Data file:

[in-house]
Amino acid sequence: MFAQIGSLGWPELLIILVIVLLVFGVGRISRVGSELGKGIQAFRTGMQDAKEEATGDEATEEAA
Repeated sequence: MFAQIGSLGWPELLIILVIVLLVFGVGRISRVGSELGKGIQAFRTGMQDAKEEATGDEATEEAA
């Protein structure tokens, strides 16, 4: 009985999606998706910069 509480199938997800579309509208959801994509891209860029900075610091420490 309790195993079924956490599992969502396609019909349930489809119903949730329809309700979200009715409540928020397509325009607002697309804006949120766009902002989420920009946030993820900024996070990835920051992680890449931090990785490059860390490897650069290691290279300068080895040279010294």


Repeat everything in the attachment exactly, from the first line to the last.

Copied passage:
[in-house]
Amino acid sequence: MFAQIGSLGWPELLIILVIVLLVFGVGRISRVGSELGKGIQAFRTGMQDAKEEATGDEATEEAA
Repeated sequence: MFAQIGSLGWPELLIILVIVLLVFGVGRISRVGSELGKGIQAFRTGMQDAKEEATGDEATEEAA
């Protein structure tokens, strides 16, 4: 009985999606998706910069 509480199938997800579309509208959801994509891209860029900075610091420490 309790195993079924956490599992969502396609019909349930489809119903949730329809309700979200009715409540928020397509325009607002697309804006949120766009902002989420920009946030993820900024996070990835920051992680890449931090990785490059860390490897650069290691290279300068080895040279010294």